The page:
When I tried the magic getWrappedComponentTree method the validation icon appeared in the inner JScrollPane and were repainted very quickly during scrolling.
Note: Typically you should wrap component trees with getWrappedComponentTree(ValidationResultModel, JComponent)}, not this constructor.
After a few minitues I found the reason - this method traverses the component's hierarchy and wraps JScrollPane's views with additional IconFeedbackPanels!
This is an important detail, I'll return to it later The Karsten's code is clear and well-written as usual, only a few things about IconFeedbackPanel caught my attention
- It removes all validation icons, adds them again and repaints the whole panel during every layout change, which is pretty expensive
- Quote from javadoc:
you must ensure that the wrapped content
provides enough space to display the overlaid components.
Since the current implementation positions the overlay components
in the lower left, just make sure that there are about 6 pixel to the left
and bottom of the input components that can be marked.
But what if I don't want to think about 6 pixel to the left and bottom and like to have a solution which will make it right?
to make it work you have to wrap every JTextField with a kind of an IconFeedbackPanel Nevertheless, among all mentioned techniques, IconFeedbackPanel is probably the best one
JXLayerIn his comments Kirill mentioned an interesting term - "component-level techniques", comparing JXLayer with GlassPanes and LayeredPanes.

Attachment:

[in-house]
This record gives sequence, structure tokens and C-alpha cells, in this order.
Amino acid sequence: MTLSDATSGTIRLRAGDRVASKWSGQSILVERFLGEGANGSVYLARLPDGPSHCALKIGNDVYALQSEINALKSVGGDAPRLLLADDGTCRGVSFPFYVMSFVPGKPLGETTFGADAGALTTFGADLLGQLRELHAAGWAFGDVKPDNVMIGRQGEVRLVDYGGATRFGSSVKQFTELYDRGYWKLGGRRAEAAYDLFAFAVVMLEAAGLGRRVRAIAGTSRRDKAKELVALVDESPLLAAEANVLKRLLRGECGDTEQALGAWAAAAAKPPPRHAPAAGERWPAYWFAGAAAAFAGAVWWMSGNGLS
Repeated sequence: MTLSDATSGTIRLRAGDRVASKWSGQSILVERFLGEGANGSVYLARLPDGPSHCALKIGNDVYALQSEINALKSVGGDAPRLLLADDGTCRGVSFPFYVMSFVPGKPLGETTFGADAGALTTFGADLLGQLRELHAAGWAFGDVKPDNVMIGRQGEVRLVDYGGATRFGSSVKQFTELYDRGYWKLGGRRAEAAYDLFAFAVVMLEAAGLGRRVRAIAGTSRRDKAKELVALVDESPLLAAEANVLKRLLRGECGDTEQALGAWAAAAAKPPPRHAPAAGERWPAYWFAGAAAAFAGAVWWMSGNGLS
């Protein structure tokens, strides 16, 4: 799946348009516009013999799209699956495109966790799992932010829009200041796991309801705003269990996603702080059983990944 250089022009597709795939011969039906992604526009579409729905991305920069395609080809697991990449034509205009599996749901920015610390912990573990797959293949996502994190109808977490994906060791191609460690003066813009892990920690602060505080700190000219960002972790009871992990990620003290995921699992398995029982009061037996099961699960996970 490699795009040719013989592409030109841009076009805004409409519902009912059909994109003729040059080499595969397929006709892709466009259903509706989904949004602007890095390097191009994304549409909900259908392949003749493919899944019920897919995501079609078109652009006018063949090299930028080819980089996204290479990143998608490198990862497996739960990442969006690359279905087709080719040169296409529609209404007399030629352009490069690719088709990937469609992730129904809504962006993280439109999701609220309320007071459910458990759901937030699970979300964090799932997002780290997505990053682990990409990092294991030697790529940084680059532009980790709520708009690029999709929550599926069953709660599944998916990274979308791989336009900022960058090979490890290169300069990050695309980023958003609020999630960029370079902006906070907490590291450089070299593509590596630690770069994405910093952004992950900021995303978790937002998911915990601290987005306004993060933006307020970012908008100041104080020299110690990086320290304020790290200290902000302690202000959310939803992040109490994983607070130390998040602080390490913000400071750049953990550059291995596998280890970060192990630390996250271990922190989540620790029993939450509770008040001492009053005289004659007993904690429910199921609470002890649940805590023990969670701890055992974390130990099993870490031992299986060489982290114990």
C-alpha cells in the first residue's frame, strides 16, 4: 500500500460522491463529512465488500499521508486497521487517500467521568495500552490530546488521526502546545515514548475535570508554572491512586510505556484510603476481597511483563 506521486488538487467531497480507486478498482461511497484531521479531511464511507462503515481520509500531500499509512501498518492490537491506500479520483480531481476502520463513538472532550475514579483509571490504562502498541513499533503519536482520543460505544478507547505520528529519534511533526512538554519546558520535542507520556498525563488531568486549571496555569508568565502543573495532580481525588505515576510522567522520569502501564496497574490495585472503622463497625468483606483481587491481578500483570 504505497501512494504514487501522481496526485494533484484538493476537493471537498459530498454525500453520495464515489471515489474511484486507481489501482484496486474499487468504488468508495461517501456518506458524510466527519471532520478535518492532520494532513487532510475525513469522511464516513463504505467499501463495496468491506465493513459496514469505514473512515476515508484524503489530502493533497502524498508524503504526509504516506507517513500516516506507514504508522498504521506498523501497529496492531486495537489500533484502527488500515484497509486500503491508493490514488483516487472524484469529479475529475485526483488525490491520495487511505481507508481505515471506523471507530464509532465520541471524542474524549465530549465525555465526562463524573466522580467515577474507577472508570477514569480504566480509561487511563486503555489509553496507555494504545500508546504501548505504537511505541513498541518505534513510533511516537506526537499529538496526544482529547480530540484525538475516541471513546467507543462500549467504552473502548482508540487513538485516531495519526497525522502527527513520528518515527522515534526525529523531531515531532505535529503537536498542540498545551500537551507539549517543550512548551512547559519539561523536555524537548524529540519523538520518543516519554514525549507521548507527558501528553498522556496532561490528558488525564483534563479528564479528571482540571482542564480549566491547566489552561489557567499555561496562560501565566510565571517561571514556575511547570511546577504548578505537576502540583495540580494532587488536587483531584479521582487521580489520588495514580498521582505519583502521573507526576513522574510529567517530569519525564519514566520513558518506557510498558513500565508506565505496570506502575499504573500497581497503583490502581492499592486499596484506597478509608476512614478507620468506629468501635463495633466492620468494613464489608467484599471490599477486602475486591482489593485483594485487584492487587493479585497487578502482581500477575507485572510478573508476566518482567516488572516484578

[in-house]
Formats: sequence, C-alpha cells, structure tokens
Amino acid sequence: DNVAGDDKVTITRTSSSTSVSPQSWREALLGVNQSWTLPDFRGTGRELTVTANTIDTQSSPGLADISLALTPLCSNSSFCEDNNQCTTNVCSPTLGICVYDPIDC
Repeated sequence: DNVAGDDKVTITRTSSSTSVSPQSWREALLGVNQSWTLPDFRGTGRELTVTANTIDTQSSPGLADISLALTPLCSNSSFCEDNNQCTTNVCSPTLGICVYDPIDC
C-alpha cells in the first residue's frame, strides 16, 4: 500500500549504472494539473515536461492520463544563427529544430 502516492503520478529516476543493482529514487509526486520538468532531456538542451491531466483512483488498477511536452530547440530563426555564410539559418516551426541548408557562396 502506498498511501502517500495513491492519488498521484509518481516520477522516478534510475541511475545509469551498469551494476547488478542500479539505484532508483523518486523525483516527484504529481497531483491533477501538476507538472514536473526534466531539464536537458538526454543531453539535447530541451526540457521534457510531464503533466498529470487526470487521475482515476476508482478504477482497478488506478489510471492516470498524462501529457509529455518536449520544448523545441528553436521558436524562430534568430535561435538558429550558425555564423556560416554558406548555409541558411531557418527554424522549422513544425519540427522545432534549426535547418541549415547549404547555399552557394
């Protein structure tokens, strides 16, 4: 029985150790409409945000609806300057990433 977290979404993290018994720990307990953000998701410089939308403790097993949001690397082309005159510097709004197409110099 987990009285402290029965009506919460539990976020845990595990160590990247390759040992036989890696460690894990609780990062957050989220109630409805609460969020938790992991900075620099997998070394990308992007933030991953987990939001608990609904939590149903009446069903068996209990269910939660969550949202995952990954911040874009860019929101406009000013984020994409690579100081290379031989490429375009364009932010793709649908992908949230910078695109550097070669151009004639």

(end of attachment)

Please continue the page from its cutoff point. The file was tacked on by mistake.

Actually if you need to decorate an existing component you have only three recommended choices:
- Subclass a component
- Make a custom UI delegate
- Wrap it with a special decorator
- It doesn't change any global resources
- Its decorations are painted quickly and correctly inside JScrollPane
- It respects Z-order of sibling components
(move the decorated component and note that decorations correctly overlaps with the top circular component)
That what I meant when I said that solutions like GlassPanes or LayeredPanes are not good enough for me.
I want to be sure that my components will work well with all existing layouts, like StackLayout Try to make a component which is decorated with JLayeredPane, correctly overlap a non-opaque sibling component In the previous blog I showed two examples of validation decorations:
when it is completely within the bounds of wrapped component, and JXLayer has the same size as its inner component;
the second variant is when decorations are partially outside (the little red icon on the corner). I personally like the first one, because it doesn't affect component's layout and doesn't require a bunch of listeners to be added to the TextField's document.
If I needed to support that fancy outer icon for some TextFields I would use Karsten's trick - he automatically wraps JScrollPane's views only when I'd wrap all TextFields to set them identical insets
ConclusionSometimes the "no-hacks rule" is not easy to follow and may require some extra work,
but use it or not is always up to you Thanks